Originally published February 25, 2017 at 12:00a.m., updated February 25, 2017 at 12:00a.m.
Housing and public park needs took center stage at a Hood River Planning Commission meeting Tuesday night, where concerned residents packed council chambers at city hall in a standing room only hearing.
About 37 speakers weighed in on a proposal to rezone Morrison Park in order to make way for affordable housing construction. Testimony was divided, with well over a dozen people representing each side of the issue — for and against.
The debate centered on the City of Hood River’s request for a zone change at a 5-acre parcel — known as Morrison Park — from Open Space/Public Facilities (OS/PF) to Urban High Density Residential (R-3) in order to allow for housing development at the site, located at Wasco Street and 20th/Jaymar Avenue.
The wooded piece of land has served as a disc golf course for more than a decade. The property has also been eyed for housing development for years. Much of the parcel remains undeveloped.
Proponents of the zone swap argued it would be a rare chance to open up land for much needed affordable housing, city council’s top stated goal priority.
Opponents generally recognized Hood River’s housing crunch but asserted that Morrison Park makes for a poor site. They felt Morrison should remain a park-like natural area.
How to comment
Visit www.cityof hoodriver.com and scroll halfway down the page to read details on the Morrison Park rezone proposal and to present comments. Planning commission decided this week to extend the written comment period. Comments will be accepted until March 1, with a rebuttal period from March 3 to March 10. A follow-up hearing is scheduled for April 17.
Cindy Walbridge, city planning director, responded to critical comments on rezoning “Tax Lot No. 700.”
“Since the private sector cannot provide low cost land or developments, public sector investment is required … or we will be forced to accept that we cannot accommodate all the city’s workers, and they must live elsewhere,” Walbridge said in a written statement.
Walbridge refuted claims that the rezone is illegal, explaining city council has the right to rezone its own lands. That requires a decision based on the city’s Comprehensive Plan.
Joel Madsen, Mid-Columbia Housing Authority executive director, followed Walbridge by stressing the need for such projects. Via early plans, Mid-Columbia would partner with the city to develop the affordable housing units.
Brian Watts, a building contractor, agreed and said, “I couldn’t imagine a better spot for it.”
Leticia Valle, of The Next Door Inc., sported a red bandanna, a color that a group of residents wore to emblematize their support for such housing options.
“I trust that we all agree hard working families should be able to afford housing in the communities they work and still have enough money for groceries and other basic necessities,” Valle said, and she noted the site’s proximity to transportation routes.
On the other side, testimony highlighted a need for parks and decried the selection of Morrison Park. They said the site has historically been used as a natural space.
Darryl Lloyd, a photographer, showed a PowerPoint presentation documenting the natural scenery and wildlife habitat at Morrison. “I never realized until recently what a gem this is,” Lloyd said.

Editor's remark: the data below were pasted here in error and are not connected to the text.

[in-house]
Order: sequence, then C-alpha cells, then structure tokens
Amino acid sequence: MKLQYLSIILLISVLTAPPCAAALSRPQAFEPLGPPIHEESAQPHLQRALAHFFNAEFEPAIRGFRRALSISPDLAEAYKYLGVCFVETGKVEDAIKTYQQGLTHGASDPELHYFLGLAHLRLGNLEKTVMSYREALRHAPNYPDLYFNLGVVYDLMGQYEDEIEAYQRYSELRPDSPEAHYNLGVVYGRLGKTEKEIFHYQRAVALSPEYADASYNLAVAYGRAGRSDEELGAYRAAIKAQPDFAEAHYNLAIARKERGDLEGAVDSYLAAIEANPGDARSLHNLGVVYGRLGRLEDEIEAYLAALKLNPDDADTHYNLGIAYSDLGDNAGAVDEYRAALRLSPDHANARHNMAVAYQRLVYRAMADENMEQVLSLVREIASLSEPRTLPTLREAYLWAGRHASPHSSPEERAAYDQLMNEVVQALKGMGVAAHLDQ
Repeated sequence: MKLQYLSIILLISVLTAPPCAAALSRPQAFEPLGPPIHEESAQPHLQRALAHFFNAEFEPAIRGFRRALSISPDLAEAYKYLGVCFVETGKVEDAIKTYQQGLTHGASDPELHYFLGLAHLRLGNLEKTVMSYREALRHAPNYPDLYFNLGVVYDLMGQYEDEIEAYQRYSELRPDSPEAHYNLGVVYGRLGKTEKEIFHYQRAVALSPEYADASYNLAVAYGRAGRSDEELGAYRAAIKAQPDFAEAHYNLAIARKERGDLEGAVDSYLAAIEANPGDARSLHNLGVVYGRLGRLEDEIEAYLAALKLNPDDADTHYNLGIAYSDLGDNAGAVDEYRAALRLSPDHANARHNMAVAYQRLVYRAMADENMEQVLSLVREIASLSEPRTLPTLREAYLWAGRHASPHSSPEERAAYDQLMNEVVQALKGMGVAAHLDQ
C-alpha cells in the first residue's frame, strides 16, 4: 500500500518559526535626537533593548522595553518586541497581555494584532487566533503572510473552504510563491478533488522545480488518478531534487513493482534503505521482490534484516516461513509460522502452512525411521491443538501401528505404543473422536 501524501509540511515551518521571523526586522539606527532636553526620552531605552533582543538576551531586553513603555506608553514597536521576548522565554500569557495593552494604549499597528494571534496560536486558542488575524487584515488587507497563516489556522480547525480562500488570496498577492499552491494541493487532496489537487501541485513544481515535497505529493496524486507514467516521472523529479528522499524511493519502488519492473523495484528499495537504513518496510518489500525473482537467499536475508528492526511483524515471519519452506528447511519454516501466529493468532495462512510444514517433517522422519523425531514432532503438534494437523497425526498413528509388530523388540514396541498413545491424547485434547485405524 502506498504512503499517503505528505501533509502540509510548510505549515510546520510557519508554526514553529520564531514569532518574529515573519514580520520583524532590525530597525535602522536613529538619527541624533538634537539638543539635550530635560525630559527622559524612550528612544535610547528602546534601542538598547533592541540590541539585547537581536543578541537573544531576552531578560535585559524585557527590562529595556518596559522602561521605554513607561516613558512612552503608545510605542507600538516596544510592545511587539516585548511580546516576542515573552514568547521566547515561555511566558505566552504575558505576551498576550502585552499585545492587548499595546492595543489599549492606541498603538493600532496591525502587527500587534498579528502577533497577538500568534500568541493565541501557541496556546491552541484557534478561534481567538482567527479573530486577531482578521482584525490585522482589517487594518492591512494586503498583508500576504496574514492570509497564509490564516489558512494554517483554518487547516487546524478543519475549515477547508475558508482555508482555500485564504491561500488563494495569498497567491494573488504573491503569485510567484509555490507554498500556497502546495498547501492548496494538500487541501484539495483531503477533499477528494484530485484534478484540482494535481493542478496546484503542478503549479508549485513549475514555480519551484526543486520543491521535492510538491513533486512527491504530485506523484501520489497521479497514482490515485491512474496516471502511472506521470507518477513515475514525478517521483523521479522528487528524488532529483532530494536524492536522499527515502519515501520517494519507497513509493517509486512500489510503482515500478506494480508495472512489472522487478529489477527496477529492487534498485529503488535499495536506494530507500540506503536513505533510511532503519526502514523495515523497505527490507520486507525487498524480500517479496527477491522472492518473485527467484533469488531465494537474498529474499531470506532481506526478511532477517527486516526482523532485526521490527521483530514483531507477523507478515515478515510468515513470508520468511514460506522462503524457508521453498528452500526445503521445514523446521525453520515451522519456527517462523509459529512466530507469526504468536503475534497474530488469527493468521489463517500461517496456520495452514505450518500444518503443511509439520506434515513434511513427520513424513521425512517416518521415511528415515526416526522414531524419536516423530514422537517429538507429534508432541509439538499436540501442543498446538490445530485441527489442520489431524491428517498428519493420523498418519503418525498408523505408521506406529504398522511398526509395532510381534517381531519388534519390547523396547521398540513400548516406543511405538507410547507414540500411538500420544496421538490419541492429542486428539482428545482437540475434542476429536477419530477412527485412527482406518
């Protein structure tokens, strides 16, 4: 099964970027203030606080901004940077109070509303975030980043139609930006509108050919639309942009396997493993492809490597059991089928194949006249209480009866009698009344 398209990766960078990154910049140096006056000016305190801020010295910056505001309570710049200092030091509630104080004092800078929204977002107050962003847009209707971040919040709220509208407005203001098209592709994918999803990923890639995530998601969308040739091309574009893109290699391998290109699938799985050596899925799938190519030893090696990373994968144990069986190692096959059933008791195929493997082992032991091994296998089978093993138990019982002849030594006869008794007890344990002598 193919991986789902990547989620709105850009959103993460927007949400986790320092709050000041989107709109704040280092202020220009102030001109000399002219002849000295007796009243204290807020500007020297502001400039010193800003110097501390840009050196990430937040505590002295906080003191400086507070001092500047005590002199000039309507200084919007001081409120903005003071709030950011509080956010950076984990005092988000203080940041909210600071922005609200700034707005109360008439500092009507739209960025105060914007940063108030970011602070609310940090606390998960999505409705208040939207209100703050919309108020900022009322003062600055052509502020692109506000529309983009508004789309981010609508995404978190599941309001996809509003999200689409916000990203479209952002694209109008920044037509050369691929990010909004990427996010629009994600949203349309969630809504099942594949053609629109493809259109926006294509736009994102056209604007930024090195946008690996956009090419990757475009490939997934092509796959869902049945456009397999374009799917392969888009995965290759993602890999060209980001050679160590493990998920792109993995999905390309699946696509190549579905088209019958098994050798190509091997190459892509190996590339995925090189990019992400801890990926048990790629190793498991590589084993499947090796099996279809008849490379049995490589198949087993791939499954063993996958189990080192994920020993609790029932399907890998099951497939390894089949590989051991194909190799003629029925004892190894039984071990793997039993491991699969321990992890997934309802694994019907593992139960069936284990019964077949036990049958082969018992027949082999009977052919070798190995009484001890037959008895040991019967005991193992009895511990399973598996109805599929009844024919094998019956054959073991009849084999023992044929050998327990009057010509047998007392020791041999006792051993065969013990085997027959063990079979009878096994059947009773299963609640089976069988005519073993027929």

Deborah Snedecor, who described herself as a third generation Hispanic American from a lower income home, said the rezone would take away green space enjoyed by people of all income levels.
“One of the things that attracted me to Hood River was the beauty, the greenery,” she said.
Scott Baker said, “There is a better way,” such as other tools like inclusionary zoning, to encourage housing projects. Baker, who was formerly assistant director for Hood River Valley Parks and Recreation District, also said, “The disc golf course is heavily used,” based on doggy bags collected at the site.
Some speakers challenged the impartiality of Planning Commissioner Tina Lassen.
At the meeting’s outset, City Attorney Dan Kearns asked the five present commissioners to note any experiential knowledge or prejudgment.
Lassen acknowledged that she had taken part in an advocacy group called Livable Hood River as a private citizen. She also wrote a letter to the editor of the Hood River News based on housing.
However, Lassen said once she was appointed to the planning commission, she studied the city’s rules and was ready to make an unbiased decision based on facts and testimony. “I do believe I can look at this with fresh eyes,” Lassen said.
Planning Commissioner Casey Weeks, however, motioned for the board to disqualify Lassen out of concern that her “potential for bias” could become legally problematic for the city during future proceedings, such as an Oregon Land Use Board of Appeals case.
Weeks made a motion to disqualify Lassen, but it died for lack of a second.
Kearns told commissioners they are charged with making a recommendation to city council, not a final legislative decision. That means by LUBA’s guidelines “any (potential) error would be cured by the city council’s hearing and deciding of the matter.”
After more than two hours of testimony, the panel accepted requests to extend the hearing and leave the record open for more written evidence. The follow-up hearing, when the panel will decide on a recommendation to give city council, is slated for April 17.
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